Thomas Blum
University of Connecticut

Eduardo de Rafael

David Hertzog
University of Washington

Fred Jegerlehner
DESY Zeuten

Lee Roberts
Boston University

Arkady Vainshtein
University of Minnesota

Program Coordinator:
Inge Dolan
(206) 685-4286


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INT Workshop on
The Hadronic Light-by-Light Contribution to the Muon Anomaly

February 28 - March 4, 2011

There is a registration fee of $80 to attend this workshop to cover the expenses for catering and a workshop dinner.

The Workshop Plan:

The workshop will bring together both theorists and experimentalists to focus on one of the outstanding theoretical issues in interpreting the muon anomalous magnetic moment:

  1. Can agreement be reached on the individual and combined theoretical contributions to the hadronic light-by-light (HLbL) contribution to the muon anomalous magnetic moment, aμ, based on QCD-inspired models?
  2. Can the lattice approach lead to a result having sufficient precision to check the models or to independently establish the HLbL value?
  3. Which data that can be obtained at Frascati, and at other facilities, are essential to constrain the theoretical calculations and what theoretical developments are required to connect data to model predictions?
We envision summary talks and working sessions on all topics and will produce a Review style article, signed by the contributors. The goal of the group is not to produce "one number" at this time, but to summarize the state of the art and to design the path to a future meeting, that would have a "one number, one uncertainty" goal as its mission.


The muon anomalous magnetic moment can be calculated and measured to very high precision. Comparison of experiment to theory has been, and will continue to be, a very sensitive test of New Physics. The present uncertainty on the Standard Model contribution is δαμ(SM) = 49 × 10-11. The largest error is an experiment-driven leading-order hadronic term, which has been reduced as higher-precision e+e- → hadrons data have become available, particularly in the low-energy region from threshold to 1.4 GeV. The next largest uncertainty is associated with hadronic light-by-light (HLbL) scattering; the error quoted ranges from ± 26 × 10-11 to ± 40 × 10-11.

The advent of a next-generation muon g-2 experiment at Fermilab, with a goal of δαμ(Expt.) ~ 16 × 10-11 demands improved SM evaluations to fully interpret the measurement. While a program exists worldwide to expand the quality and quantity of the data entering the leading-order hadronic determination, only a broad theory effort can work to reduce the uncertainty on HLbL. It is particularly useful to develop a community of theorists that work together on this problem.

Three thrusts of the Workshop:

Models. The hadronic light-by-light contribution cannot at present be determined from data, but rather must be calculated using hadronic models that correctly reproduce the properties of QCD. A number of authors have calculated portions of this contribution, and recently a synthesis of all contributions has become available from Prades, de Rafael and Vainshtein (PdRV). Additional work on this contribution is underway. We aim to fold the input from all involved groups to develop a combined effort from theorists along the lines started in Bijnens-Pallante-Prades, Knecht-Nyffeler-Perrottet-de Rafael, Melnikov-Vainshtein. The aim is an accuracy of 15% or better. The PdRV paper was only the beginning of this process.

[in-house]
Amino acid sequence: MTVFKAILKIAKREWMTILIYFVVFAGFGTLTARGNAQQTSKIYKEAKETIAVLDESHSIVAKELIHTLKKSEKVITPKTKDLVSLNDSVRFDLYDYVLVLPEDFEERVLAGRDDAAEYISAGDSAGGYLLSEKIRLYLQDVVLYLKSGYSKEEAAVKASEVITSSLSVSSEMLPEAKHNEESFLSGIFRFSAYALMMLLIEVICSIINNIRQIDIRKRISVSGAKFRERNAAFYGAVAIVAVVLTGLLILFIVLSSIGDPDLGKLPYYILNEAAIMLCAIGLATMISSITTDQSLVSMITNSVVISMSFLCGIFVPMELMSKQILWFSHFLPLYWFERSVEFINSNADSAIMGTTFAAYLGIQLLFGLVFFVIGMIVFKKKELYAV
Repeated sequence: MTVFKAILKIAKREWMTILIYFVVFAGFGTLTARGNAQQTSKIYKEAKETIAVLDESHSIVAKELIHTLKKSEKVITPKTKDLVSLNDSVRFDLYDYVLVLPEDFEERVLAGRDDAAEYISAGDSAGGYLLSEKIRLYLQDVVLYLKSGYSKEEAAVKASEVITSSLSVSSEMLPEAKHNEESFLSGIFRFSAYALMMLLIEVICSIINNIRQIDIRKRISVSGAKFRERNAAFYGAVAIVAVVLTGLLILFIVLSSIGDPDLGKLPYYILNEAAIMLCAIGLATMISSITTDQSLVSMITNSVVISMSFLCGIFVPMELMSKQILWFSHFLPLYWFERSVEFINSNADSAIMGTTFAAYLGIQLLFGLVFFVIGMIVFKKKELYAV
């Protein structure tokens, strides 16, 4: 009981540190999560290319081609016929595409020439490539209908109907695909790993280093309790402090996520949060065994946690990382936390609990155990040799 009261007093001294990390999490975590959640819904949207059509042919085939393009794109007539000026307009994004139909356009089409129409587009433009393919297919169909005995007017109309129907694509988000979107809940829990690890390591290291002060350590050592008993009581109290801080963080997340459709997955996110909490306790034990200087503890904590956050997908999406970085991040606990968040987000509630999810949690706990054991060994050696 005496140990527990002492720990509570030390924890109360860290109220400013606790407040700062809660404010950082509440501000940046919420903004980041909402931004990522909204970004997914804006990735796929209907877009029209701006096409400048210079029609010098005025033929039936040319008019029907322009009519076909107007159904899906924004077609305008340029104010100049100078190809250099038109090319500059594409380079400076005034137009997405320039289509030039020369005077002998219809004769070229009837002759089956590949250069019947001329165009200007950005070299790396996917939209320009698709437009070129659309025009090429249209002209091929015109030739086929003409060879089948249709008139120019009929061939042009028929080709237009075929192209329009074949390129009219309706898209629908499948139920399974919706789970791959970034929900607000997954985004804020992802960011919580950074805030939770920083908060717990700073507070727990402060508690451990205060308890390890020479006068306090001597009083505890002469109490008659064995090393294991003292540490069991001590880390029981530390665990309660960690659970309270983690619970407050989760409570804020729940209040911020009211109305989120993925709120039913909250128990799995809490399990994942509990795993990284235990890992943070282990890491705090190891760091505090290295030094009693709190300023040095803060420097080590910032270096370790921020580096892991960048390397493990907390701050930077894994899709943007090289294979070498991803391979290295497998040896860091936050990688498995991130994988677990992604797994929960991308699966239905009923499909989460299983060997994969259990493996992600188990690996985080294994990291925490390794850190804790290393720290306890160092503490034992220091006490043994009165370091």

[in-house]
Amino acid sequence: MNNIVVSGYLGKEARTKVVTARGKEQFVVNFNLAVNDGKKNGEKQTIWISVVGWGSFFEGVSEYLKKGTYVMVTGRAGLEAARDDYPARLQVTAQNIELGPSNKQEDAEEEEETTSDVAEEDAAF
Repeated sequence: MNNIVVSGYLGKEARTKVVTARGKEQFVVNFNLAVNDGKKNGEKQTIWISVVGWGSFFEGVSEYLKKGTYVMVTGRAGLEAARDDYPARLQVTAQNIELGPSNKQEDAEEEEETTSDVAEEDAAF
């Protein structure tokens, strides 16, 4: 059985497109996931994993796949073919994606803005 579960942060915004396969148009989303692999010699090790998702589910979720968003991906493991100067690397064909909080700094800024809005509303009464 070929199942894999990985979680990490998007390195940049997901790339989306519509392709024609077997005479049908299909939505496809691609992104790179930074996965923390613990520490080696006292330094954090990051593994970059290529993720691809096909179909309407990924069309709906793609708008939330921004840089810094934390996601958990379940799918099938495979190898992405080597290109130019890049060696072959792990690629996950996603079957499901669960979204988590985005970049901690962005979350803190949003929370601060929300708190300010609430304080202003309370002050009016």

Lattice. In principle, the HLbL amplitude is calculable in QCD using the lattice regularization. Recent efforts, still preliminary, have taken two independent tracks: computation of the entire amplitude using QCD+QED on the lattice; and, computation of the required hadronic four-point correlation function in QCD alone, which is then used as an input to perturbative QED to obtain the contribution to aμ. Both have advantages and drawbacks. A third effort has begun to calculate the two-photon form factors that will also be measured at Frascati. Besides establishing the long term viability of independent lattice calculations of the HLbL contribution to aμ, attendees will also address how to best help test and establish the validity of the current model calculations and their systematic errors.

Data. Unlike the dominant lowest-order hadronic contribution, there are few data on γ*γ* → hadrons to constrain the HLbL model calculations. A number of diagrams contribute: pseudoscalar, pseudovector, scalar, dressed pion loop, etc. which have been calculated by various groups. An interesting development is the new experimental two-photon physics facility under construction at Frascati. This will provide some data on the elusive process γ*γ* → hadrons and provide experimental input to the HLbL evaluations. Theoretical effort will also be devoted to connecting these data to the model calculation predictions and exploring the usefulness of additional data of this type at the higher energies accessible at BES III, BaBar and Belle.